Downtown Businesses Confront Crime, Complacency 

Andrea Farnum looks out the front window of her store on Beach Boulevard. In February, she chased two people who stole merchandise from the store out to the street and got their license plate, which helped police solve the crime.

Andrea Farnum looks out the front window of her store on Beach Boulevard. In February, she chased two people who stole merchandise from the store out to the street and got their license plate, which helped police solve the crime.




Two months ago, Gulfport business owner Andrea Farnum was dismayed when two thieves stole her wallet and some merchandise from her new store on Beach Boulevard. Two weeks ago, she was pleasantly surprised when a persistent Gulfport policeman arrested the main perpetrator, who is now sitting in jail facing nine felony charges.

Farnum, who opened Mermaid Bay Mercantile in November with her husband Lincoln, has only nice things to say about Officer Michael Sigsbee, the newest policeman in the Gulfport Police Department.

“I felt he took a personal interest in the case,” Farnum said during an interview in her shop on Tuesday, April 26. “It meant something to him, and he wanted to solve it.”

The incident took place on the busy afternoon of February 26, when a man and a woman entered the crowded store. The old-fashioned retailer features one-of-a-kind artwork, accessories, house wares, jewelry, gifts, packaged food products and soaps. The man asked Farnum to show him something in the back while his companion remained up front, and when Farnum returned to the register she noticed some jewelry was missing.

When she confronted the woman, the couple left the property. Farnum called 911 and followed them into the street, where she was able to get the license plate number on the man’s car.

A later examination of the store’s video showed the woman taking the jewelry as well as opening the door to Farnum’s private office, Farnum said. Within half an hour, the couple had charged more than $3,000 worth of merchandize on credit cards stolen with her wallet, she said.

Sigsbee, the officer who initially responded to the scene, was able to track down the man within a week. Earlier this month, he spotted the woman walking down the street as he was rushing to another crime scene and subsequently made a point of cruising the area. April 16, his efforts paid off: he saw her on the street again and was able to apprehend her.

Barbara Rogers, 64, of 3445 49th St. S in Gulfport, already had two outstanding arrest warrants, Sgt. Michael Marotta said Tuesday as he reviewed the police report. She faces felony charges of theft, robbery, burglary and fraudulent use of credit cards, he said.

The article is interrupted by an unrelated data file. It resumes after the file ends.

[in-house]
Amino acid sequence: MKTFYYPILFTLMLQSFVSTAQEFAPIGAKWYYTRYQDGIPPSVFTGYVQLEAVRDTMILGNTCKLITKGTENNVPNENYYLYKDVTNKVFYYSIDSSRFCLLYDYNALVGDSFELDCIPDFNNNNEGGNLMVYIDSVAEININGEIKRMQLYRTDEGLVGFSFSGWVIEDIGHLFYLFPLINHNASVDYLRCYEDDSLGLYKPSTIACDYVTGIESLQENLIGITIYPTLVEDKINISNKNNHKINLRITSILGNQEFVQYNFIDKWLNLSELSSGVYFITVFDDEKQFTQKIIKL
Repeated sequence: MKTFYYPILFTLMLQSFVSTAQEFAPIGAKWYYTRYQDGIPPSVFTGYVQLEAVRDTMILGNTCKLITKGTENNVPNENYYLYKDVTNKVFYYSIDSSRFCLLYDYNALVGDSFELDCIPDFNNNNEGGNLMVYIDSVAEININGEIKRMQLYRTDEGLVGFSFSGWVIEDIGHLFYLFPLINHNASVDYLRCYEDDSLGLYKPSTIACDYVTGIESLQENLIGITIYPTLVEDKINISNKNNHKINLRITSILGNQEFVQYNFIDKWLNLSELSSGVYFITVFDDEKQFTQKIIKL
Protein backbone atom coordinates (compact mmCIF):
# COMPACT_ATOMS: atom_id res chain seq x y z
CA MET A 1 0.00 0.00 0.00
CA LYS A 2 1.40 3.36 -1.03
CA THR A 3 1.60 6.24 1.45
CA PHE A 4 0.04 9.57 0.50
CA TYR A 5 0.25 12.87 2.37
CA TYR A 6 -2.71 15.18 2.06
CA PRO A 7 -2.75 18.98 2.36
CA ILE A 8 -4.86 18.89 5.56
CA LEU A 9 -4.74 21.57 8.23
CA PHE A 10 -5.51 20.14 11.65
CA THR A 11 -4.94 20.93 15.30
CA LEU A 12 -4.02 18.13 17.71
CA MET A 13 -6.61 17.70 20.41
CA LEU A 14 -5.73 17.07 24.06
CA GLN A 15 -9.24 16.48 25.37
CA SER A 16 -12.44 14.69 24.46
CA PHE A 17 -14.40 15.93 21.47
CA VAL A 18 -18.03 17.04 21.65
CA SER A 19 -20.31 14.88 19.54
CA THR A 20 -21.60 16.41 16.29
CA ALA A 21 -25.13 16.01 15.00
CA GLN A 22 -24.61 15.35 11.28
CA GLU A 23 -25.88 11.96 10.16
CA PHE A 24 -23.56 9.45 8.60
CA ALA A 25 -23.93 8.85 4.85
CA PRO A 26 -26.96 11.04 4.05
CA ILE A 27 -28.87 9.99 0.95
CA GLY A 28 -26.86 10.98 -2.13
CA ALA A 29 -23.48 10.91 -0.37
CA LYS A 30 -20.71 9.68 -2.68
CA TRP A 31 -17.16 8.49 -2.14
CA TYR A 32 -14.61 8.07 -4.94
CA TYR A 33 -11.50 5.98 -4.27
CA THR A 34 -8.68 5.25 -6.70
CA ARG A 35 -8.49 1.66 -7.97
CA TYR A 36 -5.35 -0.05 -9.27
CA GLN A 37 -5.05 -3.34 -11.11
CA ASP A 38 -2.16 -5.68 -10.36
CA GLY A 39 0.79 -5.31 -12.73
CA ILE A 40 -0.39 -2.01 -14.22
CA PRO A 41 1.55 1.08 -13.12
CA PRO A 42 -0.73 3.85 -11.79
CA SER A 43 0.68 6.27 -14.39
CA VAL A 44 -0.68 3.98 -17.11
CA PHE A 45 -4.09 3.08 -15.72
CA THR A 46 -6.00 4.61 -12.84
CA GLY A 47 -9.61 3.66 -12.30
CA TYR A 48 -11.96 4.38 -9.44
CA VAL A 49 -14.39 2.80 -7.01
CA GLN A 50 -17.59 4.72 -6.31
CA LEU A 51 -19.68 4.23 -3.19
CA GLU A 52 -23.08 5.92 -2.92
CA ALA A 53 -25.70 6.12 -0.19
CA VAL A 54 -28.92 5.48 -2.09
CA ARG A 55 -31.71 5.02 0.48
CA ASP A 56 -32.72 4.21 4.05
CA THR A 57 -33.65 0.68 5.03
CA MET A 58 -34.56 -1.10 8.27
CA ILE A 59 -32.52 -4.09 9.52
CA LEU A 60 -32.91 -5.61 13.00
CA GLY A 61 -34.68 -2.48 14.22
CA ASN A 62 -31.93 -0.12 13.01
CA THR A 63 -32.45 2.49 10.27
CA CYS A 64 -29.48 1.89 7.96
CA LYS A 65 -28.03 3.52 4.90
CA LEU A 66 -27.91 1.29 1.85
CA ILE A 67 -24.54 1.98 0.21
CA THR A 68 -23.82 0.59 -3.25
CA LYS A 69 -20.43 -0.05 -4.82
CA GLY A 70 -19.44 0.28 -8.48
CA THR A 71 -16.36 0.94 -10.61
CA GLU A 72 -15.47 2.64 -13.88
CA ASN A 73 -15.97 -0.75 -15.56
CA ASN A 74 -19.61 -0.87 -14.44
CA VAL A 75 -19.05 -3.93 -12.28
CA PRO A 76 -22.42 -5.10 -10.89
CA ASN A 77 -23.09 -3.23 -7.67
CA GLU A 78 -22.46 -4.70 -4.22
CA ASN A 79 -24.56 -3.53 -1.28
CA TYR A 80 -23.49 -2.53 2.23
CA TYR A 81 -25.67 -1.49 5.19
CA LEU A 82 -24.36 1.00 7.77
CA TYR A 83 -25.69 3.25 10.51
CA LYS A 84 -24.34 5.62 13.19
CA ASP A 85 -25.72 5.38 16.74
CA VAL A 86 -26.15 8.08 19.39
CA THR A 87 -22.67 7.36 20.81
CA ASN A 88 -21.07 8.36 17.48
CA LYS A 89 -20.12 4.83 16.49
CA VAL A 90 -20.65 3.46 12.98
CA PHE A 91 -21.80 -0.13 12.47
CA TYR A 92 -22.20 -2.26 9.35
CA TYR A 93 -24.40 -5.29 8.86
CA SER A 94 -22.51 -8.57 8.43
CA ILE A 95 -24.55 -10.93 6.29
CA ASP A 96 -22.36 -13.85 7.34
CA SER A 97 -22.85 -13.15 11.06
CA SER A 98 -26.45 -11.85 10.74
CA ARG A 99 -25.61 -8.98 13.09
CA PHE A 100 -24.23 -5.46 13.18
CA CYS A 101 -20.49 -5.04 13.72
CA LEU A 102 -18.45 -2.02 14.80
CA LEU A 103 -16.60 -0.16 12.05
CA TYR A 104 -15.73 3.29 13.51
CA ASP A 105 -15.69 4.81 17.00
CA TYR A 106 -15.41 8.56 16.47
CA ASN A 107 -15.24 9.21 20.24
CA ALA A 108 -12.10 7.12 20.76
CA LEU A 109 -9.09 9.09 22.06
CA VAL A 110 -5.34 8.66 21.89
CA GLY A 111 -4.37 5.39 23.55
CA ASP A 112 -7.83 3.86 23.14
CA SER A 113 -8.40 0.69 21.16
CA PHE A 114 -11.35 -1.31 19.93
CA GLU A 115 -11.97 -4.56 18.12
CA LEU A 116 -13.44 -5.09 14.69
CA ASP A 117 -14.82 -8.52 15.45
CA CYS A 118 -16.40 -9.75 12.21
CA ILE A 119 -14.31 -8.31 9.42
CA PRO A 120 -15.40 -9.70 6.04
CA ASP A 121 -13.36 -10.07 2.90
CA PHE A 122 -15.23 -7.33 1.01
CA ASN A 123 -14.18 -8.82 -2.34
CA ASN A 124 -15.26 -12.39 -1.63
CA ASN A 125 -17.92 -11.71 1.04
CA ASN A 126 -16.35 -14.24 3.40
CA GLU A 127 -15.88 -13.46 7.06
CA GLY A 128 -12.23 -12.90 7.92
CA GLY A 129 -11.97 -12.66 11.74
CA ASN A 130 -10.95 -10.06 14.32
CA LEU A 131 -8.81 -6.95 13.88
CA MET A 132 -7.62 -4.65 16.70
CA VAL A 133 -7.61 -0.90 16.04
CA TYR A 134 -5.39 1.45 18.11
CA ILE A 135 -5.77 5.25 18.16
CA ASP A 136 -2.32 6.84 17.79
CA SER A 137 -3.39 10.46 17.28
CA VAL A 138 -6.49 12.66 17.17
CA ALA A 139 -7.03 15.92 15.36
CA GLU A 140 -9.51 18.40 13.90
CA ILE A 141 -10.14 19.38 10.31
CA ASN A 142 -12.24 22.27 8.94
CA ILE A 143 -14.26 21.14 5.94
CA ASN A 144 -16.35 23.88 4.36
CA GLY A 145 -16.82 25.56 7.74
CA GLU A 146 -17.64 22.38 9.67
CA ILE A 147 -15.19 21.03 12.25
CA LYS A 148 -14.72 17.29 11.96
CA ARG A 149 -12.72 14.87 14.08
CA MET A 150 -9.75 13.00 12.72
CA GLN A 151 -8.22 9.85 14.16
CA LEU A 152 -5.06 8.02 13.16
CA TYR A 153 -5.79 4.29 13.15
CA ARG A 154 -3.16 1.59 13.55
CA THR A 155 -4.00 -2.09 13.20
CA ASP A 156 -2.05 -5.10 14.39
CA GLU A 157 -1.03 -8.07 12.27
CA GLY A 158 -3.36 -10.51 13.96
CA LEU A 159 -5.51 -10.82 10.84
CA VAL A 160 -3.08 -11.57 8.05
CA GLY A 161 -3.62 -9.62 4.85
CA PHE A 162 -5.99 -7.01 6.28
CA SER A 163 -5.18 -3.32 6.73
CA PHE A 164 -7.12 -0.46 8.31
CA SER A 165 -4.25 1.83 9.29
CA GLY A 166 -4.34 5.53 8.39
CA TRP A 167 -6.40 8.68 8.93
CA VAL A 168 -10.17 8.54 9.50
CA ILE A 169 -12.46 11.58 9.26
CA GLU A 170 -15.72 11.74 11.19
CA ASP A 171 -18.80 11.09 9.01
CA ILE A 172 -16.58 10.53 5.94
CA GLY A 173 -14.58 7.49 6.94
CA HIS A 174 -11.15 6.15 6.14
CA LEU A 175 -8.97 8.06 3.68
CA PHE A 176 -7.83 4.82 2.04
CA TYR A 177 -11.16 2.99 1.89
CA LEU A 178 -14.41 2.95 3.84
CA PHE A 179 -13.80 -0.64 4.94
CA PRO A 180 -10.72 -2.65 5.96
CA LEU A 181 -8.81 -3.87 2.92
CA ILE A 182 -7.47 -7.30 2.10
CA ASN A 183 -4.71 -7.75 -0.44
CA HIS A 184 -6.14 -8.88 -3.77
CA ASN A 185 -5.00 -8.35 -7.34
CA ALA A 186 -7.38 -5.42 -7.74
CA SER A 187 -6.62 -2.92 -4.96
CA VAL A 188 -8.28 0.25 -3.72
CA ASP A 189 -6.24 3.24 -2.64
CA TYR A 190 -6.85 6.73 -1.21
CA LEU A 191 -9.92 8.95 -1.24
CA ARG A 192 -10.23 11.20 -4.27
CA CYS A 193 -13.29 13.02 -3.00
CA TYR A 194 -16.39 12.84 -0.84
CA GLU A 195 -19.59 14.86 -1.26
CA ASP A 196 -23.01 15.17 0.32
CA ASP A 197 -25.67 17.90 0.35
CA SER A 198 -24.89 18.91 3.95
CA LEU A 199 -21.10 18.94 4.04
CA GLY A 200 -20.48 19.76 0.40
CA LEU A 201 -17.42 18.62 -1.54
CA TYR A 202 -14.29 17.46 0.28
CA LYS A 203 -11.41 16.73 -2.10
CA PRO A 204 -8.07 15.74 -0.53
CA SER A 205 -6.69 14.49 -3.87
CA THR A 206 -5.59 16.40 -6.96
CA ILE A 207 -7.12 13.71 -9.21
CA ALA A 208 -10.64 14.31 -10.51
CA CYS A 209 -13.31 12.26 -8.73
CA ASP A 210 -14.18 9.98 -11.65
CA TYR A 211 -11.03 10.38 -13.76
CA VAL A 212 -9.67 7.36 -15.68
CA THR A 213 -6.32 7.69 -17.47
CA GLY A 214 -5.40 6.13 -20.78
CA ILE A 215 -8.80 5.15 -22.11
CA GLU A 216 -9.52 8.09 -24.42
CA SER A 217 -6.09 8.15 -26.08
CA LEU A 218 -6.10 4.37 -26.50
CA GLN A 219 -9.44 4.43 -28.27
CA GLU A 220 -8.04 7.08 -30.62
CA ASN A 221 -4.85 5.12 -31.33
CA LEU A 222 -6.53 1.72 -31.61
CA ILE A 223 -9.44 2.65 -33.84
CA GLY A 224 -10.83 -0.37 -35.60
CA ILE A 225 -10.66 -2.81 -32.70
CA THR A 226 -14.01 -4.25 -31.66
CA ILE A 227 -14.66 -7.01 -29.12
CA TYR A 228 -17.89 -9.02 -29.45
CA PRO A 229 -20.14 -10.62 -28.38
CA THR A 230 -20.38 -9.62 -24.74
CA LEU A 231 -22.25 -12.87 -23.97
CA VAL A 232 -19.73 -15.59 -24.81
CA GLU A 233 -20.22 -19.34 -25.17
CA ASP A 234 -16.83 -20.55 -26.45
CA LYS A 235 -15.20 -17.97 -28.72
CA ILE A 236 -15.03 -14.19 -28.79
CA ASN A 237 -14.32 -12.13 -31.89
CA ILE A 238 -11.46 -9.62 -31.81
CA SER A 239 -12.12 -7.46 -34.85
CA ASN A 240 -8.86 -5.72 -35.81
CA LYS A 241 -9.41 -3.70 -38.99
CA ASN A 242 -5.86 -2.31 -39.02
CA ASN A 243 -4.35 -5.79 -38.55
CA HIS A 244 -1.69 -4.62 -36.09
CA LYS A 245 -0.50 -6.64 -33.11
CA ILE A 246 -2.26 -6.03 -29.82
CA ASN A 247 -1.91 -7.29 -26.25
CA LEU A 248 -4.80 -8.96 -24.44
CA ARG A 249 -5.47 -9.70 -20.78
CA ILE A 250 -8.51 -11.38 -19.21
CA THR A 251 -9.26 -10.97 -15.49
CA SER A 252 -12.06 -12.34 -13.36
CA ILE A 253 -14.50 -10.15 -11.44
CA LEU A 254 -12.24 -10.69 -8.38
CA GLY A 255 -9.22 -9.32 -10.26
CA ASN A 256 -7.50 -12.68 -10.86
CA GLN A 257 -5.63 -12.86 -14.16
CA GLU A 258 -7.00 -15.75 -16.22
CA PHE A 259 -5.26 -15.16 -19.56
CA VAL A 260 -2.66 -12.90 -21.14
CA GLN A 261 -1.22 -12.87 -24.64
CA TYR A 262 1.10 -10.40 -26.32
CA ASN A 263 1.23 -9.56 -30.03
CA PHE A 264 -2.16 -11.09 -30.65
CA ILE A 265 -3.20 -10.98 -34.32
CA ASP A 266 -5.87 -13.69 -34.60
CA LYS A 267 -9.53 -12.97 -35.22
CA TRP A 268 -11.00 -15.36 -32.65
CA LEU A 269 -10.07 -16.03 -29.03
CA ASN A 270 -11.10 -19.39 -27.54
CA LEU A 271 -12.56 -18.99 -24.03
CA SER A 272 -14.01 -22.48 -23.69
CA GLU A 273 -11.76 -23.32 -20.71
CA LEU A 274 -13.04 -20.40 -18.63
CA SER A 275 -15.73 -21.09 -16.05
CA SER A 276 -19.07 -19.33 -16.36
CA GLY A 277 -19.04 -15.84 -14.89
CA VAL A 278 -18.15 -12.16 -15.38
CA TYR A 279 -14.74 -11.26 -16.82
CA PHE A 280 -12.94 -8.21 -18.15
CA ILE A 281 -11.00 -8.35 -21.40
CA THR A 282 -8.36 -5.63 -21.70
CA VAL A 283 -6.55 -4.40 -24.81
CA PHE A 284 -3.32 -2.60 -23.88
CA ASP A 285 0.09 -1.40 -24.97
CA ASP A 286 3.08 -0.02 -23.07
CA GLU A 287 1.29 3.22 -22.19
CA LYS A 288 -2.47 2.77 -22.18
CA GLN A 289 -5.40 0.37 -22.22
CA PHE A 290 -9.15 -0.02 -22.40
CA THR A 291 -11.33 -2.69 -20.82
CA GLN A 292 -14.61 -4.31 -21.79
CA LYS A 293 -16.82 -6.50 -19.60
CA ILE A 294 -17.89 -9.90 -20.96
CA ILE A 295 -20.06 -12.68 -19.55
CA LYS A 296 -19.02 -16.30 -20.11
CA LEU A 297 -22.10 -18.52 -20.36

Gulfport Police Chief Robert Vincent said Gulfport businesses may not be considering the possibility of being the victims of crime. Vincent spoke on Tuesday at a meeting of the Beach Boulevard Business Watch, which was attended by exactly zero Beach Boulevard businesses. Present were three policemen, three members of the public and one reporter.

“This is the dilemma we face,” Vincent said. “People feel they are so safe they don’t need to participate in the business watch.”

He said while the city overall has very little violent crime, the waterfront area has one of the highest rates of smaller crimes owing to the large numbers of visitors. Many of these are crimes of opportunity, like retail theft, bicycle theft and theft from unlocked cars.

Asked if he had any suggestions for local businesses wanting to protect themselves, he suggested having two people working in the shops, if possible, and never leaving cash in the registers overnight. He also recommended maintaining good relations with neighboring residents, whose complaints about ordinance violations can result in repeated police visits and possible shut-down, and making sure customers adhere to parking restrictions.

Richard Grimberg, who coordinates the Gulfport Police Department’s neighborhood and business crime watches, said he was disappointed by the lack of business-owner attendance at Tuesday’s meeting with the chief.

“The business watch takes a proactive approach towards crime,” he said, adding that it focuses on prevention instead of after-the-fact response. “That’s why we need participation.”

Despite the lack of participation at the recent business watch meeting, Farnum said she thought the theft from her store, and possibly from other Beach Boulevard businesses on February 26, had served as a wake-up call to local store owners. She said they had started sharing information about crime through social media, and some had taken steps to increase their security as a result.

“The best thing that happened out of all this is that all the different merchants on this street started talking to each other more,” she said. “It started the conversation, when maybe we were all a little complacent.”


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